Tiny House Living: Opt Outside

If you choose to have a tiny house that isn’t mobile, you can spend plenty of time enhancing your yard. Doing so can double or triple your living space! If you have the yard space, you may want to opt for a fire pit, a garden, or even an outdoor kitchen. The more you spend your time outside, the less you’ll feel cramped and cooped up in your new tiny house.

If you opt for a tiny house that can be moved, seek out places that have plenty of outdoor amenities such as parks, nature trails, and outdoor picnic areas. Get out and about and you’re sure to love your tiny house even more.

Keep Your Perspective

Above all, remember that tiny house living is not for everyone. If anything, it isn’t easy to stay on top of clutter, especially if you’ve had lots of possessions in the past. If you’re serious about tiny house living, you can reap many benefits. These include saving a substantial amount of money and seeing more of the world.

I know someone who has a tiny house and she no longer has a mortgage payment. Now, she and her family live debt-free thanks to their tiny house. They also travel a bunch and have amazing stories to share. If I ever opt for tiny house living, I’ll definitely travel even more!

Would you ever live in a tiny house? Do you know anyone who does? Share your thoughts below! 

 

Willow

Willow

Willow is the founder of Miter Saws and Mary Janes, a lifestyle site about DIY, personal finance, travel, real estate investing, and home hacking. She chronicles her DIY, travel, and outdoor adventures and how she makes over $10,000/month online. Click here to learn how to start a blog!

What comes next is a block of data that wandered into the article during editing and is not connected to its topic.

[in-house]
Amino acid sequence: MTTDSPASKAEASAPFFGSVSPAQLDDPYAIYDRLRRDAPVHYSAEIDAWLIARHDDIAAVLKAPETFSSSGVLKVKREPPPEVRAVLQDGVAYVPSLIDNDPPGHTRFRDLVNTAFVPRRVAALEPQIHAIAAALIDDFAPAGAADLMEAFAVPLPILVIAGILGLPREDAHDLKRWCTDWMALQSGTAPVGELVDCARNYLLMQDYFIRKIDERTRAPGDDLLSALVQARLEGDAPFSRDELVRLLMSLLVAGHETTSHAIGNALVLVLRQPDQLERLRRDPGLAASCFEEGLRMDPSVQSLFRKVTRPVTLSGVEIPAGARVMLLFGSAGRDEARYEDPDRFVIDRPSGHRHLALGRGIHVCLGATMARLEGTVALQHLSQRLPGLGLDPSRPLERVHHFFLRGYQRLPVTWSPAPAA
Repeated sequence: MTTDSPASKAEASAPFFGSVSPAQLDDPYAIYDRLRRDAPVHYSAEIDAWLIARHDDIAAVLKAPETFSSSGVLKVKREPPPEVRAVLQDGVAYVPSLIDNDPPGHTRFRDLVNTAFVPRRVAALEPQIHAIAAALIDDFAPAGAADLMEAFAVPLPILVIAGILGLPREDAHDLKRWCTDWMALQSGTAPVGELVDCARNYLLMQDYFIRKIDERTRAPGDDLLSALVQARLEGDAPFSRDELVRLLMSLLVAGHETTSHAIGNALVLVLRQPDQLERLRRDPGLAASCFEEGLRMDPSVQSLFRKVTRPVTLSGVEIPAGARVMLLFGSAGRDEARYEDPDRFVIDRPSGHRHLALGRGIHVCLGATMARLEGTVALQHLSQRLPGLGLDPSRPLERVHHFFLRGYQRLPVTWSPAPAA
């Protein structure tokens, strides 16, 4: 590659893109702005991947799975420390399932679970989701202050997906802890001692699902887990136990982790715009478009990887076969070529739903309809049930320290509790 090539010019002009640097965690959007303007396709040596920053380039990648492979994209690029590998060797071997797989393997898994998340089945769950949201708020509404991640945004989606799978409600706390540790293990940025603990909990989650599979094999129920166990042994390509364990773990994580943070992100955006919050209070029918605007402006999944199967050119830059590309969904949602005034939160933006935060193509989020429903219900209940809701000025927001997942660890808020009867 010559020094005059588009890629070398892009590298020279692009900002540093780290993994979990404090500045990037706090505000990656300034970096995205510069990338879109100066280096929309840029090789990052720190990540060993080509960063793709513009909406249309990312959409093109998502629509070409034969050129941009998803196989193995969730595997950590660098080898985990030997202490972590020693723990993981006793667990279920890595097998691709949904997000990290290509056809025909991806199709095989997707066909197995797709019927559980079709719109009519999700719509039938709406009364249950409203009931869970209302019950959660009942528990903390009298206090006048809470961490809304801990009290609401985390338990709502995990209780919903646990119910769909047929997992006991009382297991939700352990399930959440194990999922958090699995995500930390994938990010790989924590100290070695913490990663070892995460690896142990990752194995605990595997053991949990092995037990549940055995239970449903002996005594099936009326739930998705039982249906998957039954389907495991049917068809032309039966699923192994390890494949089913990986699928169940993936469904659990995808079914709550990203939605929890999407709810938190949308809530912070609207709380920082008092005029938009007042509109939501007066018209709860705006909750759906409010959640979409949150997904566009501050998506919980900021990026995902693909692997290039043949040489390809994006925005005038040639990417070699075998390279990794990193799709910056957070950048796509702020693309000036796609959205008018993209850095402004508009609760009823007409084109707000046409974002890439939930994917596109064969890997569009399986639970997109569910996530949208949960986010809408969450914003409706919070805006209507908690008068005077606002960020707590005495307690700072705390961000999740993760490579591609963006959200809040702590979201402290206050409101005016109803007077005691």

Willow

6 thoughts on “Tiny House Living: How to Transition to a Tiny House

  1. I love how one of the first things you mention is about adopting different hobbies. I’ve also adopted more of a minimalistic mindset recently, but I probably have a nearly 350 square foot office with a ton of sewing/crafting supplies. I think that alone will keep me from ever living in a tiny home. I think the tiny house movement is amazing though to help people see that stuff just really isn’t that important.

    1. Haha…I know exactly what you mean! I couldn’t do the tiny house thing because I have too many tools and plenty of gear for my outdoor adventures. I suppose I could have the tiny house with a huge garage/shop but that pretty much defeats the purpose of the tiny house, eh? 🙂

  2. I’m fascinated with tiny homes. I think my family (of 4) and I could definitely pull it off. The only problem that I have with them is that you cant really legally park them anywhere. Well there are some places, but options are few and far between. If this ever changes though, I’m totally on board with the tiny house life style.

    1. I love them, and I’d love to own some as rental properties. I haven’t made the leap for the exact reason you mention–the logistics of parking. I would opt for owning the land and have a permanent tiny house fixture. But I do love the idea of having a mobile tiny house some day!

  3. You bring up a great point that tiny house living might require adopting new hobbies. I see this as a benefit, since you have less room to store crap you naturally have to find hobbies that involve very little gear or equipment like spending time outside, hiking, etc. Tiny houses have always appealed to me so it’s nice to hear your perspective on them 🙂